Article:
While the Austin area is LBJ country, the first Texas-born president of the United States hailed from the far north. I recently visited Denison, 270 miles north of Austin, to see the birthplace of Dwight Eisenhower. Just 27 miles east of Denison is Bonham, where visitors can also tour the home of Sam Rayburn, America’s longest-serving Speaker of the House.
Eisenhower’s birthplace house was opened to the public in 1946. Eisenhower was on hand for the grand opening and gave a speech to a crowd of 10,000 or more. A new exhibit in the works will give visitors the opportunity to hear this speech. The 1946 visit was the first time the adult Eisenhower had seen the house as he only lived here until he was 18 months old.
In the exhibit under development, which is being termed the vignette room, visitors will see how the house was interpreted in the 1940s and 50s, when several fancy objects were placed in the house by curators. In the last six years the house has been shorn of these upscale objects, which did not represent what was there during the early years of the Eisenhower family. One example is a piano, which was in his boyhood home in Abilene, but not this birthplace home. When Ike’s parents moved here in 1889, they rented the house furnished.
Visitors can watch a short video and study an exhibit in the ticket office, then take a tour of the ground floor of the house where Ike was born in 1890. It is literally just steps away from the railroad that ran through the town, so this modest home was usually covered in soot both inside and out. Ike’s father made only $40 a month cleaning the exterior of the trains; tour guides make a particular point of stressing this was a working class family, living right on the edge of poverty. His rise to become Supreme Allied Commander in World War II, and then President, is truly extraordinary.
Over the next couple of years there will be several ceremonies associated with Ike, including one in Denison on June 1, 2019 for the 75th anniversary of D-Day. Nationally, the big event will be the completion and unveiling of the Eisenhower Memorial in Washington DC. This is tentatively slated for 2020, on the 75th anniversary of Victory in Europe.
The much more spacious home of Sam Rayburn was built for him in 1916, and was typically lived in by one or more of his relatives. Here you can see many of his personal mementos as (unlike the Eisenhower house) everything in here is original to the house. The most stunning room is his bedroom, roughly triple the size you might expect. Rayburn’s sister Medibel lived here until 1969. He directed that the home be turned into a museum after his last relative died here, and it opened to the public in 1975. The site contains several outbuildings. One of these houses an extraordinarily long 1947 Cadillac, a gift from members of Congress when Rayburn had to step down as Speaker of the House. But he was back in the top job twice more, serving for nearly 17 years in total, a record that will almost certainly never be broken.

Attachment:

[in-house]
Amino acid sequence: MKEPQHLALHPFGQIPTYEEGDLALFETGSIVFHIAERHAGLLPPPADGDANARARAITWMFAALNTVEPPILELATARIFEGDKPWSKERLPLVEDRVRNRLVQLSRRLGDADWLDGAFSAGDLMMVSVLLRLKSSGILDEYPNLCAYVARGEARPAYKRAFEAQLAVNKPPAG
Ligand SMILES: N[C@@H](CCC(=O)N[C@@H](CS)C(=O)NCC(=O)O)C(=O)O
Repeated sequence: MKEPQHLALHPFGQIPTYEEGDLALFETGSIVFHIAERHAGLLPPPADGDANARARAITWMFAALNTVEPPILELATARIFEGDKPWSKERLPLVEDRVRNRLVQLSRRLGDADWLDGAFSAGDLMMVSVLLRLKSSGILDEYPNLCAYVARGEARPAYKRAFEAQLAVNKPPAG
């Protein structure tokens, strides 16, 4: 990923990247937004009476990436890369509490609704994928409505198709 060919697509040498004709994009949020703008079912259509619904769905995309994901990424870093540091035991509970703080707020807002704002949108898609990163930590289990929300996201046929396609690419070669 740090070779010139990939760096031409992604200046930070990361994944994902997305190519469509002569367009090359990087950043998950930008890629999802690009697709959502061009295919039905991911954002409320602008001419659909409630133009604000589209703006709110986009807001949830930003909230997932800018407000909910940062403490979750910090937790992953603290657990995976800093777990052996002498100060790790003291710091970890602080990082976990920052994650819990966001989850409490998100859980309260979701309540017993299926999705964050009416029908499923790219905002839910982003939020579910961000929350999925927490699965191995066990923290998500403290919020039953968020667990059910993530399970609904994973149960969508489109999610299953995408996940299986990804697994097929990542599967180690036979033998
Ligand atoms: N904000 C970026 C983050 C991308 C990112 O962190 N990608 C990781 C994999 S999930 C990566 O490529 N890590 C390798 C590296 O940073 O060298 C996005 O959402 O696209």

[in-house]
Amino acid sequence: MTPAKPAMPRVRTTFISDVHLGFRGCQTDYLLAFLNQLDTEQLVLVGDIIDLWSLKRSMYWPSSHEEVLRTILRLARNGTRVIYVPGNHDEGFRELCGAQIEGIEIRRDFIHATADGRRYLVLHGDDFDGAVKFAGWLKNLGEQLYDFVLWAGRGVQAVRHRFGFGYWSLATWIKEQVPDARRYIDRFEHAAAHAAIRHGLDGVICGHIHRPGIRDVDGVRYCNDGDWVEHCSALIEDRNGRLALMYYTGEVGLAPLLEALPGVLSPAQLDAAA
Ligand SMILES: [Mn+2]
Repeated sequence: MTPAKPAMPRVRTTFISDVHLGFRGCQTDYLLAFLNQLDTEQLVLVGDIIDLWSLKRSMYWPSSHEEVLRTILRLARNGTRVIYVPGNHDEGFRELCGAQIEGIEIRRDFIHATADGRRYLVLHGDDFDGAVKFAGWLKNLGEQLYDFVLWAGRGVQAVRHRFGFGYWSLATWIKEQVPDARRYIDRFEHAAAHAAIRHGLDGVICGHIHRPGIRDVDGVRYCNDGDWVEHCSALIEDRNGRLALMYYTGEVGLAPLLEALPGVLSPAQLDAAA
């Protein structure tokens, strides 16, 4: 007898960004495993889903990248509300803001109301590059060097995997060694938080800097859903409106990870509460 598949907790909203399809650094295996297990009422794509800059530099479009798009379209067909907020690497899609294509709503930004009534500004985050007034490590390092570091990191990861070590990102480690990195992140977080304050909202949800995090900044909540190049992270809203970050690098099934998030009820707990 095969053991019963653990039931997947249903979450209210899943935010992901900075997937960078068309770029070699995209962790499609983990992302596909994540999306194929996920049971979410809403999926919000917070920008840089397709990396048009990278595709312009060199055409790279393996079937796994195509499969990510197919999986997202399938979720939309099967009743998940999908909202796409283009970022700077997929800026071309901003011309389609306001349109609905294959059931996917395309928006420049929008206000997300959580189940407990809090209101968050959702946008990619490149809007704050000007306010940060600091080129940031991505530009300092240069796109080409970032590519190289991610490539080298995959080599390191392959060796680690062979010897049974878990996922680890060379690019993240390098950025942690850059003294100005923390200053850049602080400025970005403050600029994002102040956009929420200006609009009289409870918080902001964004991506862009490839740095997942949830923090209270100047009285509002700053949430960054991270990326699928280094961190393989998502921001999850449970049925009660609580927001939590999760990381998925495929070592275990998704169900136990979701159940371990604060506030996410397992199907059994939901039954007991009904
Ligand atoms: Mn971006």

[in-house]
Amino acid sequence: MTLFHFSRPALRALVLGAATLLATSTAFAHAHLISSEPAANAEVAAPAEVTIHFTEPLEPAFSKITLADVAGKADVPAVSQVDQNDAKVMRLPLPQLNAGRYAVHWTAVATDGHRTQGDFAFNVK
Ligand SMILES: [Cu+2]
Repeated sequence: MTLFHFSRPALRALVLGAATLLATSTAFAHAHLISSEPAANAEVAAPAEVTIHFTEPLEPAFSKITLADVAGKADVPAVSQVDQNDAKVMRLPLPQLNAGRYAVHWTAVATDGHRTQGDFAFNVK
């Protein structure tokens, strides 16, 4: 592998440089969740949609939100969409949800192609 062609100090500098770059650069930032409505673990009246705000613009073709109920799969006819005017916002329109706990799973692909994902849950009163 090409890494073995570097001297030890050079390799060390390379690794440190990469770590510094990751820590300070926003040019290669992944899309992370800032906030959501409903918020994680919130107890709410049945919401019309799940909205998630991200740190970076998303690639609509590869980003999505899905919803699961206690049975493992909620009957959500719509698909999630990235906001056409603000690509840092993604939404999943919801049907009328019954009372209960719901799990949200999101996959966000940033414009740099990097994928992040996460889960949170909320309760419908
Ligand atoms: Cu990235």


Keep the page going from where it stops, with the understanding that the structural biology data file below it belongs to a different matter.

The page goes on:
Also not to be missed is the Rayburn Museum in Bonham, which includes a faithful reproduction of the Speakers’ office in the Congress (pictured here). The Oval Office in the White House is well known to everyone, but this is the only replica of a Speakers’ office, in this case complete with the original furniture and light fixtures from Washington DC.
The Museum houses an extraordinary collection in several sumptuous rooms, including the gavel Rayburn used on the day Pres. Roosevelt asked Congress to declare war against Japan in 1941. The actual Speakers’ rostrum from the House of Representatives that FDR spoke from is also here; it was used by all the Presidents and many dignitaries from 1857 to 1950. Bound volumes of the Congressional Record, starting in 1774, line the walls of the library here. It was at the Museum that Rayburn lay in state at his 1961 funeral.
At both the Rayburn Museum and the Eisenhower birthplace, take the opportunity of having your picture taken at dramatic statues of these two men who did so much to shape America in the 20th century.
Photos by C. Cunningham
Consult these websites for details on location and entry to the museums: